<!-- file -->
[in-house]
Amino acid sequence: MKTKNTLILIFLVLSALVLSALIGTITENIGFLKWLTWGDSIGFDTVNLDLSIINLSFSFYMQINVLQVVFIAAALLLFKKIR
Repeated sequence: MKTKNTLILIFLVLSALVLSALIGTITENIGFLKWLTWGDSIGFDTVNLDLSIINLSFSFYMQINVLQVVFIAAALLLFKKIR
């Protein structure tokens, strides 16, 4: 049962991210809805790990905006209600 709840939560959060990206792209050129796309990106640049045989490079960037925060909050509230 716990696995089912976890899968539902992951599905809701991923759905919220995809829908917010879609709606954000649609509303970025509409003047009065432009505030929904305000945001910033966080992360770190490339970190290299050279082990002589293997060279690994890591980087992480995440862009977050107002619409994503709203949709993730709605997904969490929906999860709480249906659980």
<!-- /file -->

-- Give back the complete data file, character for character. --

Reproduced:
[in-house]
Amino acid sequence: MKTKNTLILIFLVLSALVLSALIGTITENIGFLKWLTWGDSIGFDTVNLDLSIINLSFSFYMQINVLQVVFIAAALLLFKKIR
Repeated sequence: MKTKNTLILIFLVLSALVLSALIGTITENIGFLKWLTWGDSIGFDTVNLDLSIINLSFSFYMQINVLQVVFIAAALLLFKKIR
């Protein structure tokens, strides 16, 4: 049962991210809805790990905006209600 709840939560959060990206792209050129796309990106640049045989490079960037925060909050509230 716990696995089912976890899968539902992951599905809701991923759905919220995809829908917010879609709606954000649609509303970025509409003047009065432009505030929904305000945001910033966080992360770190490339970190290299050279082990002589293997060279690994890591980087992480995440862009977050107002619409994503709203949709993730709605997904969490929906999860709480249906659980």